Ten or more years ago Microsoft’s interest in dynamic languages materialized under the Dynamic Language Runtime project, a project that aimed to port such languages to the CLR to allow them to inter-operate with the .NET languages under the same roof. I shared my thoughts about in a review of Pro DLR in .NET 4.0 book.
The following excerpt from that review reveals the essence of the DLR:
A runtime that sits atop the CLR and hosts dynamic languages.It makes implementing a new language, be it a dynamic, application or domain specific one, much easier to build since you can use ready made parts and leverage existing functionality; for example instead of implementing a GC you plug into the CLR’s GC.
IronPython and IronRuby were just such dynamic language ports and there was also third party IronJS. However, within a short space of time, Microsoft axed them. As to why, there was a lot of speculation, as we reported in Microsoft’s Dynamic Languages Are Dying:
There have been suggestions that the once well supported project (Ruby on Rails) simply clashed with Microsoft’s recent ASP .NET MVC developments.
After all you don’t really want two MVC frameworks in the same .NET development space and while IronRuby may just be a language it is natural to think of Rails when considering an MVC framework to use with it. Perhaps it was feared that comparisons between a .NET Rails and ASP .NET MVC might not have been flattering.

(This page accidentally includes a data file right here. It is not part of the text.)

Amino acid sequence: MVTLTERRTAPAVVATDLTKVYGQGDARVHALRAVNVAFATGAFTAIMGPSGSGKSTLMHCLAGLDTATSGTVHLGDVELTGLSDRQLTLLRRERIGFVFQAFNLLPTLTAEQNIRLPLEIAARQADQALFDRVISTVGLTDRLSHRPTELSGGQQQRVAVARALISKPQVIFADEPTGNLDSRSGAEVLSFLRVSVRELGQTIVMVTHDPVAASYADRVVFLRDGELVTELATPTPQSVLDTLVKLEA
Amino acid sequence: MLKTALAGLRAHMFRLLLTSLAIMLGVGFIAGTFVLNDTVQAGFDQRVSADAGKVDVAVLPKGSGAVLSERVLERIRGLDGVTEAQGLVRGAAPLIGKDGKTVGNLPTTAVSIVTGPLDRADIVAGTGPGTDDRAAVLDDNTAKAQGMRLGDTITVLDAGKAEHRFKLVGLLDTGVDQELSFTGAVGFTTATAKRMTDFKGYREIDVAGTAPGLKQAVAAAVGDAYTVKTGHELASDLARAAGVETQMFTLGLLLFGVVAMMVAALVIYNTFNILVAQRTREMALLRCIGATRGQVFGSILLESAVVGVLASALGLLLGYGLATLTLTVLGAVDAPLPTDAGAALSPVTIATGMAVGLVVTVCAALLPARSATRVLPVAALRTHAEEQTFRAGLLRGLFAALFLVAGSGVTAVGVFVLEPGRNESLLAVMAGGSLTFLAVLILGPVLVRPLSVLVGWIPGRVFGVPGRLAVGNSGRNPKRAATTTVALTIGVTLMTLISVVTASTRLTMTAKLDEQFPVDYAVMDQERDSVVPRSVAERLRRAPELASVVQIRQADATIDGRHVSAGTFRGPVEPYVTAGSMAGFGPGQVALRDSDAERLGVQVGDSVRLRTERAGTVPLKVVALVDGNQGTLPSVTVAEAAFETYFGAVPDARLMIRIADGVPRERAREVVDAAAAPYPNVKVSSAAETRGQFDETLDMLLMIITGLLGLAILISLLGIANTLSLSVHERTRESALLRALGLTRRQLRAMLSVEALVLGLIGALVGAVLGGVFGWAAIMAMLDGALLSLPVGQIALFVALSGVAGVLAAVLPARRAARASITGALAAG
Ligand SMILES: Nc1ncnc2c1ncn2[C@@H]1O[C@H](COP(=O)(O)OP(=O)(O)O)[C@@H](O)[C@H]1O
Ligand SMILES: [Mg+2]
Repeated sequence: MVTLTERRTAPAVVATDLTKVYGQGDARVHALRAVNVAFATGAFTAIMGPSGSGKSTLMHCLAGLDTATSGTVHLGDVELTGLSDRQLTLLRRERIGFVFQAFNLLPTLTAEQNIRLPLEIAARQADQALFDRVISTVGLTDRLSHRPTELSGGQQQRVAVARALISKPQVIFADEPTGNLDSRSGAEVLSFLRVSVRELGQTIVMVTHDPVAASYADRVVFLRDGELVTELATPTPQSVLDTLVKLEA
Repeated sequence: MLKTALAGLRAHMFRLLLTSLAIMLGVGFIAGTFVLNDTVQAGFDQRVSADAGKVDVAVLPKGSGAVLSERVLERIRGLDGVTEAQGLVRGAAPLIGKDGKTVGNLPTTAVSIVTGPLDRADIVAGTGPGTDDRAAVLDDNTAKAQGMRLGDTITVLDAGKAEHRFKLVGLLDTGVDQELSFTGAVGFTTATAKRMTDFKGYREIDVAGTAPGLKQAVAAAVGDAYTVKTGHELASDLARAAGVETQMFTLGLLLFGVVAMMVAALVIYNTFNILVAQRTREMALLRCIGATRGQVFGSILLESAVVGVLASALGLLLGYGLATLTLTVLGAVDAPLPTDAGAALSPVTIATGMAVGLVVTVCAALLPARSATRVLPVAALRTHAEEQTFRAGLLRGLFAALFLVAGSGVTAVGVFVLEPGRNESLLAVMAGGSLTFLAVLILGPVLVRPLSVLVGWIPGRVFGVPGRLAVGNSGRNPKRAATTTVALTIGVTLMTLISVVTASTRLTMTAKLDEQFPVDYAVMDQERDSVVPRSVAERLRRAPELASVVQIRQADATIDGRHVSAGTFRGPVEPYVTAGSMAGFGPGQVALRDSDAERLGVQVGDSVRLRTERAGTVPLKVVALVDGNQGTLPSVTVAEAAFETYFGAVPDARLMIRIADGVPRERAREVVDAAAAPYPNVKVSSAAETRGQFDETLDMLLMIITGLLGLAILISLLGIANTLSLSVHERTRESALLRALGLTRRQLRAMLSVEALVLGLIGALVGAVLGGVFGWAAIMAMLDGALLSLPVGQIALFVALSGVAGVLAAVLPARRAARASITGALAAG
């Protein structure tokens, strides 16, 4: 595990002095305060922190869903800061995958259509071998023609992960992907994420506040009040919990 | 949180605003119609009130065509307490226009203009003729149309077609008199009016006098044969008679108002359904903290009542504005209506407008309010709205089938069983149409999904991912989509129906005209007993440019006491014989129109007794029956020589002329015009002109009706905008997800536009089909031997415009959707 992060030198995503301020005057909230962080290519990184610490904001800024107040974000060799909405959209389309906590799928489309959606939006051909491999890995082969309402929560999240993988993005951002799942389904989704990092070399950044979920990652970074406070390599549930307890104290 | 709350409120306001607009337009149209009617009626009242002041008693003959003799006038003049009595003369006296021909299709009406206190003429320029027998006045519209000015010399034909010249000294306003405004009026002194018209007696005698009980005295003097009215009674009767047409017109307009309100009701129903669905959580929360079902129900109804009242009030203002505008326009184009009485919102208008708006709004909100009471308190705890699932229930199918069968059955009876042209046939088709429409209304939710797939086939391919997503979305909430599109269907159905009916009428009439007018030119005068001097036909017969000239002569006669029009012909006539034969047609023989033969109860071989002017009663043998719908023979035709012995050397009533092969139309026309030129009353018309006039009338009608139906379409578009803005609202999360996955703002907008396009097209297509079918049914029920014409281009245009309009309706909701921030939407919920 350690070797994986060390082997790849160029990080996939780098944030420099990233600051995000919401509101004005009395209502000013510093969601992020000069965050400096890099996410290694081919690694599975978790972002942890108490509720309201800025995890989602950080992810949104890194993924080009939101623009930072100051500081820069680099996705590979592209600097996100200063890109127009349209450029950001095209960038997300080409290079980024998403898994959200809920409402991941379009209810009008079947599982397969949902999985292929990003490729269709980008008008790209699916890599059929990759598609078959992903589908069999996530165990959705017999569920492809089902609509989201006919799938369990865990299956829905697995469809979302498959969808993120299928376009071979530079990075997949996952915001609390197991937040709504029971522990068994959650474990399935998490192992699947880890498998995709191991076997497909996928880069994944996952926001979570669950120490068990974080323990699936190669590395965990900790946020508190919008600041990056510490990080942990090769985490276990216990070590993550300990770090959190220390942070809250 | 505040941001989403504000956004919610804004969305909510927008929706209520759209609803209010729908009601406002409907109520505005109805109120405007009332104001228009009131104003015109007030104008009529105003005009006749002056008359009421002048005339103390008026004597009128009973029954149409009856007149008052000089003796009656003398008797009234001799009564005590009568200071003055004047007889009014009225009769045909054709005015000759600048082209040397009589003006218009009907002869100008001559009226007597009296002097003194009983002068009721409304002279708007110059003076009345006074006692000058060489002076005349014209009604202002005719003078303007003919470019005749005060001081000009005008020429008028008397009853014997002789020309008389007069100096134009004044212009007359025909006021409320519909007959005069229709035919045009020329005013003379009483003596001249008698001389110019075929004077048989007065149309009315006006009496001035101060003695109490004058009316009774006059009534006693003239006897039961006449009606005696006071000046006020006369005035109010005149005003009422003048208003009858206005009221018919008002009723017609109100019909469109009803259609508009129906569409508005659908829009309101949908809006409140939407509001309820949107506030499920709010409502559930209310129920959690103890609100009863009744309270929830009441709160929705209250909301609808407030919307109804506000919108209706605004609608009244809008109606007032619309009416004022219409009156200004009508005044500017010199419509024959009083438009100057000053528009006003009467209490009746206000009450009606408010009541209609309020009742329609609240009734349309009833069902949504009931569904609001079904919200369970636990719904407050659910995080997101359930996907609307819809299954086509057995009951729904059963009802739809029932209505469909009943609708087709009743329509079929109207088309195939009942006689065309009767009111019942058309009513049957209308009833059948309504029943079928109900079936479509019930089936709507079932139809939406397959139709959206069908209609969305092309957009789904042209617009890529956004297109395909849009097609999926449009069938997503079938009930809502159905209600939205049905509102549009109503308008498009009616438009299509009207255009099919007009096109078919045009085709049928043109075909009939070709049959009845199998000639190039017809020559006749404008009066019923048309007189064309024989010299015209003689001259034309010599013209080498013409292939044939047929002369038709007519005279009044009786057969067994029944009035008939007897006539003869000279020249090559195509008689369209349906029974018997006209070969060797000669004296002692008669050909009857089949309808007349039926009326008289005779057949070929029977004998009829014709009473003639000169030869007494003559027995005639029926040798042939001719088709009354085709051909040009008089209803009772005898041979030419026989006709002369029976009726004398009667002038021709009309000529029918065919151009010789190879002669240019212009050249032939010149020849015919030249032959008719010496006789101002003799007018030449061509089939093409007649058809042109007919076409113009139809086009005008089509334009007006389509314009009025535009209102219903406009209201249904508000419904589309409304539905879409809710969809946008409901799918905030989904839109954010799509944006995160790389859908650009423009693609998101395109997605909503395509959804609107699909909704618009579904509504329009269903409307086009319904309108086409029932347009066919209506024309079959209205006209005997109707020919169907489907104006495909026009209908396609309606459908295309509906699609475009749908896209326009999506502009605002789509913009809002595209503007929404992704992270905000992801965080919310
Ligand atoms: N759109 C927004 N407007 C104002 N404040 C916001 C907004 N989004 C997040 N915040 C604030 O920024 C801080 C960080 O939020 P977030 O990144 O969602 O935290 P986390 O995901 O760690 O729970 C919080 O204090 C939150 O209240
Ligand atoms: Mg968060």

Taking the matter further, I even posed a question to Scott Hunter, Director of Program Management .NET, on his January 2019 blog post “Starting the .NET Open Source Revolution“, with:
Why were the DLR based languages such as IronPython and IronRuby gone defunct? Were they victims of their success in that they were competent competitors to the .NET languages like C#?
Scott’s answer was:
There were points in time where with .NET we just tried to do too many things at the same time. The DLR languages were more victims of us just trying to focus the basics of .NET again.
During that time frame we were building new web frameworks based on competition and starting our open source journey. Back then we gave customers so many options that it made the platform appear more complicated.
Since then Microsoft has changed direction. It now loves open source and everything Linux, even to the extend of porting SQL Server to it, see SQL Server on Linux, Love or Calculated Move?. Microsoft owns GitHub, see Microsoft GitHub – What’s Different, and Visual Studio Code, the code editor that it open sourced in 2015 has continued to grow towards being a sophisticated IDE.
The Python series was released last year and we covered it in
Learn Python with Microsoft.
- Declaring variables (3:53) followed by Demo (6:55)
- Working with strings (3:19) followed by Demo (2:47)
- Converting strings to numbers (2:13) Demo (4:37)
- Handling errors with try/catch/finally (3:18) Demo (3:34)
- Boolean logic with switch and other syntax (7:08) D (9:04)
- Creating arrays (1:30) followed by Demo (1:46)
- Functions (9:33) followed by Demo (8:02)
- Promises for long running operations (9:33) Demo (8:02)
- Async/await for managing promises (9:33) Demo (8:02)
- Package management (5:06) followed by Demo (6:54)
- How to install Node.js on Windows
- How to set up VS Code for Node.js development
- How to work with files and directories with Node.js
- How to create a GET API with Node.js and Express
- How to use advanced debugging features in VS Code
All of the videos are easy to follow intending to kickstart your journey into coding with Microsoft.
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